Today, the far right has pretty much co-opted the issue of restoring a proper balance in the federal system. Conservative candidates and incumbents are trumpeting states’ rights and attacking the federal government with great gusto.
It’s a winning issue because the vast majority of voters are angry at the federal government. Polls show confidence in Congress is near an all-time low, and voters are far more trusting and supportive of state and local governments.
However, the push for better balance in the federal system shouldn’t be a priority just for arch-conservatives. There are plenty of good reasons for mainstream Republicans and Democrats to be strong advocates of states and local governments and to be skeptical of further growth and centralization at the federal level.
In fact, Democrats and moderates have an excellent model in former Democratic Gov. Scott M. Matheson, who was a big champion of balanced federalism. Matheson took a pragmatic, sensible approach to state-federal relations. He called it “progressive federalism.” He obviously didn’t use the ideological rhetoric of the far right, but he believed strongly that a better balance in federal-state relations was needed, and he had some big battles with the federal government on a number of issues.
Matheson even wrote a book, “Out of Balance,” after he left office, with the theme that states need to play a bigger role in the federal system. Since that book was published in 1986, the federal government has grown dramatically in size, more power has been centralized in Washington, the federal deficit has expanded to mind-boggling levels, Congress is immobilized in partisan bickering, and Washington can’t resolve the country’s biggest problems like entitlements and immigration.
Were he still alive, it’s likely Matheson would be even more concerned today about restoring balance in the federal system.
Here are a few excerpts from the book:
Page 275, from Matheson’s 2nd Inaugural Address, Jan 5, 1981: “But today we have the sense that our system is not as responsive as it once was, that government has grown too distant, and that our lives are governed less by us and more by forces beyond our control. We have come to realize that reliance on centralized power reaches frustrating limits, that the federal government cannot do it all, and should not do it all. The democratic ideals to which we are committed require that we seek to revitalize the federal system, to return to the states and communities a far greater hand in deciding our future, to bring government back home.”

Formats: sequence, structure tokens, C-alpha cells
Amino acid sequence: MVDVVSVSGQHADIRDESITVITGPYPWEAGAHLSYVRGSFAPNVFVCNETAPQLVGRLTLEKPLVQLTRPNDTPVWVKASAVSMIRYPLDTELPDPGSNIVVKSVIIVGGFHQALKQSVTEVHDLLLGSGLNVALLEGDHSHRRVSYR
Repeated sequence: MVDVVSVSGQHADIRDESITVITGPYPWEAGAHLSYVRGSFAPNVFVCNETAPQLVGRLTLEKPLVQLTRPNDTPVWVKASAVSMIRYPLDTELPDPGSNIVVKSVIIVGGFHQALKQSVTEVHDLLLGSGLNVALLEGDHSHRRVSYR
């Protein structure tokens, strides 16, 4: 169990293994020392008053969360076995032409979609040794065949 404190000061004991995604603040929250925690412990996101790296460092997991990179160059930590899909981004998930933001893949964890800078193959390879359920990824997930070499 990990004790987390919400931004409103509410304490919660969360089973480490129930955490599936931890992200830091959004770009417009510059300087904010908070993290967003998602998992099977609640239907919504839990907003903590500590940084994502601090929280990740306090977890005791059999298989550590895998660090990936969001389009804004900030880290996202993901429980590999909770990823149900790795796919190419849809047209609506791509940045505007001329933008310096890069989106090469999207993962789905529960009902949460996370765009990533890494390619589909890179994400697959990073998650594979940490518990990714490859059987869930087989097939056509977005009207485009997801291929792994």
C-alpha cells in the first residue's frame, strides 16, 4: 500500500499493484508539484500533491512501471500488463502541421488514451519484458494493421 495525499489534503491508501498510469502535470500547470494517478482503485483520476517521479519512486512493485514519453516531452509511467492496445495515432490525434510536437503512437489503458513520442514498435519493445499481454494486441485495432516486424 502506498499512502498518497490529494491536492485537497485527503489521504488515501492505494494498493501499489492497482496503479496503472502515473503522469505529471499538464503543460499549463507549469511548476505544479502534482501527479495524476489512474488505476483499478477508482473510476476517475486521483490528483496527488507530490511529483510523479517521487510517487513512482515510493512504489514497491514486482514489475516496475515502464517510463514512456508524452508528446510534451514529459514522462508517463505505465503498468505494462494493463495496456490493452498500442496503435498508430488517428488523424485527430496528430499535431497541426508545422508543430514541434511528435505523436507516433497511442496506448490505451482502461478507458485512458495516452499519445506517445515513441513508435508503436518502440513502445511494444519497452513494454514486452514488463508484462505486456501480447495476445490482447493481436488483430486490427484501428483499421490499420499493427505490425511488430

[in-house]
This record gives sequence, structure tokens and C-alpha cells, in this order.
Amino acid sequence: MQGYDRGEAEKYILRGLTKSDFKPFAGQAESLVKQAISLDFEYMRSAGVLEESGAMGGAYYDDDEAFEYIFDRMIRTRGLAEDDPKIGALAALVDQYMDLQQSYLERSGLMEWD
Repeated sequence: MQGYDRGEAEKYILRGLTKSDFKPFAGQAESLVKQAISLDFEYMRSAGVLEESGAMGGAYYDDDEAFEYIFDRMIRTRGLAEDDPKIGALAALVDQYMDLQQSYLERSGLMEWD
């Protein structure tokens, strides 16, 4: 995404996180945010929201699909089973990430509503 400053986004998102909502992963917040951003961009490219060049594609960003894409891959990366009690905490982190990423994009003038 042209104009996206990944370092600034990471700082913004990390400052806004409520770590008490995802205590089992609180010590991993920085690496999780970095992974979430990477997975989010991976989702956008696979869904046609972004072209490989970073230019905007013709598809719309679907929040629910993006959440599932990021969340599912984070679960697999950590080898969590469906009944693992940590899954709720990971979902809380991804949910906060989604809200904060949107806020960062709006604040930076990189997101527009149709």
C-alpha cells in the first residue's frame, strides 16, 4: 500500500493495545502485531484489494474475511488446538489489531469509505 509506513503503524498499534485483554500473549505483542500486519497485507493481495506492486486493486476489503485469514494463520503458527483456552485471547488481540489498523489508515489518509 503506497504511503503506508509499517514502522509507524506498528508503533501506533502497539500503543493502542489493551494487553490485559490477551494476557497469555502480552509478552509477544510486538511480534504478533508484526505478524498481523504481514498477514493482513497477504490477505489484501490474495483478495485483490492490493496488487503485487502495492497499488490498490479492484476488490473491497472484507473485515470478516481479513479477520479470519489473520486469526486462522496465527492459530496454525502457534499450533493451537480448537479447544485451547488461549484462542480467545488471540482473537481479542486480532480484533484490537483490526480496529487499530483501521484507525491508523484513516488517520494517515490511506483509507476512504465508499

Page 276: “Only by restoring to states and localities a strong hand in shaping their future and only by exercising these powers creatively can we hope to progress in a way that preserves rather than disrupts the way of life we cherish and the sense of community that brings us together and carries our values from one generation to the next. If we would renew our democratic ideals through a revitalized federal system, we must at the same time affirm the principles of toleration and mutual respect that make democratic government both possible and desirable.”
Page 270: “I welcome a return of power and responsibility to state government. The system has been out of balance. The transformation is likely to cause pain but will inevitably lead to a healthier national economy, new responsibilities for state and local government and a significant, but more focused, federal role in domestic affairs.”
Utah moderates and Democrats ought to get on the federalism bandwagon. It’s not just a right-wing or ideological issue. As Scott Matheson understood, balanced federalism is about good governance. It’s about more responsive government. It’s about government closer to home. It’s about making government more accountable. Those are things Democrats, Republicans, moderates and conservatives should all agree on.